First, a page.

Having been a Director out of the US who used contractors I can add some insight on this.
Contracting in the US is very different to the UK.
In the UK there is a really good benefit to operating as a contractor. You tend to find really good candidates who have a wide range of business and IT skills, as well as really strong niche skills.
Because it's more beneficial from a tax perspective, UK contractors can earn more and tend to be much better than a lot of permie equivalents.
This is not true when it comes to US contractors. In the US, companies prefer to hire top notch individuals and reward them with good salaries and especially equity. In tech companies, equity which vests a year after you start and carries on can be more than the salary.
This is because the US operates under 'employment at will', which effectively means they can let you go when they want, and vice versa you can just walk out. Mostly though you are 2 weeks out of courtesy. To stop this they like to tie the best candidates in.
US contractors tend to be a pure niche skill and tend to be those individuals who just cannot seem to get a full time job. This means they're not that good.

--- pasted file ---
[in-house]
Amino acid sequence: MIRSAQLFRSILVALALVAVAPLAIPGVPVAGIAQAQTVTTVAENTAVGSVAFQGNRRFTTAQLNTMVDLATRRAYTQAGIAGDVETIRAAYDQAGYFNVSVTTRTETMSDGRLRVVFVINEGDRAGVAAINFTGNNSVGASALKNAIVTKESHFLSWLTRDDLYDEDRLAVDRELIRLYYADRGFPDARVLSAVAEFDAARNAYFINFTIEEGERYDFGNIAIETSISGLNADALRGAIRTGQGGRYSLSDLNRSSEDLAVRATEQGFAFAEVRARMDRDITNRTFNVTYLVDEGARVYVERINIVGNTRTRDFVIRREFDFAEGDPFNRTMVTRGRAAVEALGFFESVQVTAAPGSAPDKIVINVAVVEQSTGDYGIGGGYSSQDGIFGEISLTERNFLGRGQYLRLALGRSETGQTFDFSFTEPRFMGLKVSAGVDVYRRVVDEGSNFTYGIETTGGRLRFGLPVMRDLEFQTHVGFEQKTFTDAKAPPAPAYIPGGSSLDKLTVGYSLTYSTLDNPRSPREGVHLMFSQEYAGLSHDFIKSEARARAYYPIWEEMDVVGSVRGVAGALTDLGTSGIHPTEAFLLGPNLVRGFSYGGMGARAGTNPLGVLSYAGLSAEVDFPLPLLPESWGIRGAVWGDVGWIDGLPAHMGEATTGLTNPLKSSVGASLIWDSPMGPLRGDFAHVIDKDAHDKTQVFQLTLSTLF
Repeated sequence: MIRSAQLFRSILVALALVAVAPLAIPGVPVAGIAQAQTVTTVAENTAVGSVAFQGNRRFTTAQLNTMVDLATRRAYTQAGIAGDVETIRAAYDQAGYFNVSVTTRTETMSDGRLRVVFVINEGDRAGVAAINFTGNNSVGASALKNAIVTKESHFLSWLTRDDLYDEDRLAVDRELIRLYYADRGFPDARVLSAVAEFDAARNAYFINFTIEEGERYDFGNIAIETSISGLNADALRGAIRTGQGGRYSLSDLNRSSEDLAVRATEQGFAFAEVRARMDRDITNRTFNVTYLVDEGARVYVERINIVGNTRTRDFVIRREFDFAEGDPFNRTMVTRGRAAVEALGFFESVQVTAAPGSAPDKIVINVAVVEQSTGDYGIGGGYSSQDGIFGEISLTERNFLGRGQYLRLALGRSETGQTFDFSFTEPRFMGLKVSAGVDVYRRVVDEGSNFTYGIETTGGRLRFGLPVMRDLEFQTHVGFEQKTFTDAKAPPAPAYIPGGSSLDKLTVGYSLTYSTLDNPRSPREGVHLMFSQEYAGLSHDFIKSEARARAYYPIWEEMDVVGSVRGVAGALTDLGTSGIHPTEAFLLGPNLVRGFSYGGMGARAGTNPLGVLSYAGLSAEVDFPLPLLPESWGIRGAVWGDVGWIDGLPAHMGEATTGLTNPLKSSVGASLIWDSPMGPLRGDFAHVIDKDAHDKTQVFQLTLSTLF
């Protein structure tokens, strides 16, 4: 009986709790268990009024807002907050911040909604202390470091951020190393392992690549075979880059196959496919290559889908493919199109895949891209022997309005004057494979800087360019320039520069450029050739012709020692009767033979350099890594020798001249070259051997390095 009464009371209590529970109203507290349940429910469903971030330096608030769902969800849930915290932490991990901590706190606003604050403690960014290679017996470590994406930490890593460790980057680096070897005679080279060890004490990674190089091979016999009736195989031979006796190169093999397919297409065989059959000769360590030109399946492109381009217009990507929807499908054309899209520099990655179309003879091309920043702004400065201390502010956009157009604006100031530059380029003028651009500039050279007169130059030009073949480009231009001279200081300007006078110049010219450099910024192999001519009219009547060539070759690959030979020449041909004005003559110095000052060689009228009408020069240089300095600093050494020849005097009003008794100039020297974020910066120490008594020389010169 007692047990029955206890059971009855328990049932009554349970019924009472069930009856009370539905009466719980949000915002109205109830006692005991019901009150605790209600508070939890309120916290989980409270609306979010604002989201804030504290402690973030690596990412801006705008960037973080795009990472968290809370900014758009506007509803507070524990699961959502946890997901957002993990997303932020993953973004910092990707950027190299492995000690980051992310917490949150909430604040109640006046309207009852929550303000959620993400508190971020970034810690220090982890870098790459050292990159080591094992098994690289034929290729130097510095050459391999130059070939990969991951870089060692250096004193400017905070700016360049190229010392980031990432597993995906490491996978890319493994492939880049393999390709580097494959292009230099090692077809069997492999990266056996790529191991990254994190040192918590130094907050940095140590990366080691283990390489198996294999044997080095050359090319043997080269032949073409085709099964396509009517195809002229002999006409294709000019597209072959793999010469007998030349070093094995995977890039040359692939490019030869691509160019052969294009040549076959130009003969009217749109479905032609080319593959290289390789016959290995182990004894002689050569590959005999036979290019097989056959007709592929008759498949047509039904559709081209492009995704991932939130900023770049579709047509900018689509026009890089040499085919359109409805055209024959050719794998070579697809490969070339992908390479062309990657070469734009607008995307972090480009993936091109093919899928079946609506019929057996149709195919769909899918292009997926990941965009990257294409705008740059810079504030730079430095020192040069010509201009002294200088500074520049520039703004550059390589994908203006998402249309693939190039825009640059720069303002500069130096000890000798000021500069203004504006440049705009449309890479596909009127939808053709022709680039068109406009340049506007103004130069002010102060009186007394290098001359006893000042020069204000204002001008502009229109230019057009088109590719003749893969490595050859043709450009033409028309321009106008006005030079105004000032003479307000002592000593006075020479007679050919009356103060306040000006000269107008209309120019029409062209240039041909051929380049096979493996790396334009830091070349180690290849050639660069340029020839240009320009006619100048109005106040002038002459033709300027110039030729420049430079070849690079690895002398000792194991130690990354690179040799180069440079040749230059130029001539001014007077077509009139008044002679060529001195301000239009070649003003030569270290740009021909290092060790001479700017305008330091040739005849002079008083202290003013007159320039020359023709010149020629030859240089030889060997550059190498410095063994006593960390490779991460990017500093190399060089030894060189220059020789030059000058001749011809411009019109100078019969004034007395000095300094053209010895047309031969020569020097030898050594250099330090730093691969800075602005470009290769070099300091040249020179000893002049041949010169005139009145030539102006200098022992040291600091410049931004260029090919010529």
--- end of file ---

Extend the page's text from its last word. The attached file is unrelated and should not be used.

Having tried to hire US contractors who had my skillsets, or the skills I wanted, I received a lot of resumes of mediocre individuals. They all came via agencies. Monster was used quite a lot and one other board which I forget (remind me).
Of the resumes I received, most were at a much higher expected rate than normal. So for example a Tableau developer I had came in at $100 per hour (that was £60 an hour at the time, with the change in currency, that's closer to £80). With he change in currency I reckon the rates would be much higher.
Obviously being a US citizen or Green card holder is the only way.
It's not a big contract market, and as I said most companies don't bother because they an fire you anyway or lay off staff when they want (It's not Europe), so a smaller market.
Let us know how you get on